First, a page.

21 June, 2007

Problems with a Democratic Republic

Scott Adams writes that he thinks Michael Bloomberg might be the man to stop this inane, barbaric feast upon "flip-floppers." I hope it's true.

But it's not the only problem with representative democracy. The Federalist Papers make many great arguments why our system is the best that humans can achieve, but it really fails in one area: public bias.

This past week, the Economist had a great story on public bias. The author lists four biases: "first, people do not understand how the pursuit of private profits often yields public benefits: they have an anti-market bias. Second, they underestimate the benefits of interactions with foreigners: they have and anti-foreign bias. Third, they equate prosperity with employment rather than production: Mr Caplan calls this the "make-work bias". Finally, they tend to think economic conditions are worse than they are, a bias towards pessimism."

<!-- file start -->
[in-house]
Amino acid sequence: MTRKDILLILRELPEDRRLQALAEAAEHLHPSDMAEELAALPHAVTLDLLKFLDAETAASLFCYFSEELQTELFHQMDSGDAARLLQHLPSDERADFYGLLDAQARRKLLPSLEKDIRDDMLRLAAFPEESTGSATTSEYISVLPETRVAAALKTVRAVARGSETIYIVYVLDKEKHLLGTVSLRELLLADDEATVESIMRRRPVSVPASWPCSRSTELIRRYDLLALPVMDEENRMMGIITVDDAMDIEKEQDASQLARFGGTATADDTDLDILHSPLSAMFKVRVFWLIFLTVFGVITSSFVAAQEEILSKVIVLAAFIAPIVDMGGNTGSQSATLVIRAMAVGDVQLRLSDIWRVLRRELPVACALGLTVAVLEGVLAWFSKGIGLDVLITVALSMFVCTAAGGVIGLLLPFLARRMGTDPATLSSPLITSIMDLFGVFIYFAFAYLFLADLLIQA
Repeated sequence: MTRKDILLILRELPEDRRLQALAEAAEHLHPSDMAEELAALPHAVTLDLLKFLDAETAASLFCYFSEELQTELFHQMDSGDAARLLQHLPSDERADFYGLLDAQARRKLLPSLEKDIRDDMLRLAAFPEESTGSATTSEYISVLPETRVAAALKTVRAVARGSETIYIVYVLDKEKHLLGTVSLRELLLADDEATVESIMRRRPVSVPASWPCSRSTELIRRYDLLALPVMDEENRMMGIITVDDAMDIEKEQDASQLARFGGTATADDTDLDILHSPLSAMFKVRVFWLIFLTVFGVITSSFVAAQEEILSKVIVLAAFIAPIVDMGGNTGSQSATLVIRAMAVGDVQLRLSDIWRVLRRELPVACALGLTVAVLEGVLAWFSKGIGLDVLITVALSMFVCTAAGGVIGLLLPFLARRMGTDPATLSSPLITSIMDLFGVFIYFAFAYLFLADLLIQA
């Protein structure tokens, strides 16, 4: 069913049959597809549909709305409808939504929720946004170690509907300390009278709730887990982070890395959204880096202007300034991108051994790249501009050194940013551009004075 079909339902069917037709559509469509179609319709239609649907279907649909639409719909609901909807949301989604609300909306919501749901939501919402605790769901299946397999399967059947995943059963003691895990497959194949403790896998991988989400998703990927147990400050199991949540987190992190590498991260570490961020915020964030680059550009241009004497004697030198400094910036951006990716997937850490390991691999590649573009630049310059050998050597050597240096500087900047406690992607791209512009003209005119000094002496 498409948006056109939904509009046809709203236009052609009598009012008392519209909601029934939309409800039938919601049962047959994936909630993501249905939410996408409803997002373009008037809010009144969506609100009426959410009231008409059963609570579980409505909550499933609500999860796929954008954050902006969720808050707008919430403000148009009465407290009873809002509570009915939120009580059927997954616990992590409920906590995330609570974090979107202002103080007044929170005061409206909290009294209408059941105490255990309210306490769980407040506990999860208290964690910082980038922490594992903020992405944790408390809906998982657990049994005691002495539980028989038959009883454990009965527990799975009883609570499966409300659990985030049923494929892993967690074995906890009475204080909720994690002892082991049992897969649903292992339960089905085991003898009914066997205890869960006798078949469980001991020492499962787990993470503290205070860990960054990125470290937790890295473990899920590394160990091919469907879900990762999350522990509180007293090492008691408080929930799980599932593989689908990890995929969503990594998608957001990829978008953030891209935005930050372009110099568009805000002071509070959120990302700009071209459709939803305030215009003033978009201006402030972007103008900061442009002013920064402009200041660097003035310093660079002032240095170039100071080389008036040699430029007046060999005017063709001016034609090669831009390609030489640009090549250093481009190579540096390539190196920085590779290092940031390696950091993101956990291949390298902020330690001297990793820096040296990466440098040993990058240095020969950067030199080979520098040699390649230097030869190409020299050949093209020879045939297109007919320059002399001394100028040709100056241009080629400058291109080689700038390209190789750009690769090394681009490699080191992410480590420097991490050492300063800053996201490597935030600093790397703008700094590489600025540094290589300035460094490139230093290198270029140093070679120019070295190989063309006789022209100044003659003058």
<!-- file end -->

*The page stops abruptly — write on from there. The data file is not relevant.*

I am now extremely disheartened that any politician would be able to convince the public that his or her policies are good given these biases. Congress and the President have done some astounding work (and some necessary compromises) to build a strong piece of legislation on immigration reform, but the public hates it . . . and it isn't helping Congress's report card.

Maybe the immigration bill isn't perfect. Maybe it's even downright bad. Certainly with all this bias, though, there have to be plenty of instances where the people disagree with a good idea.

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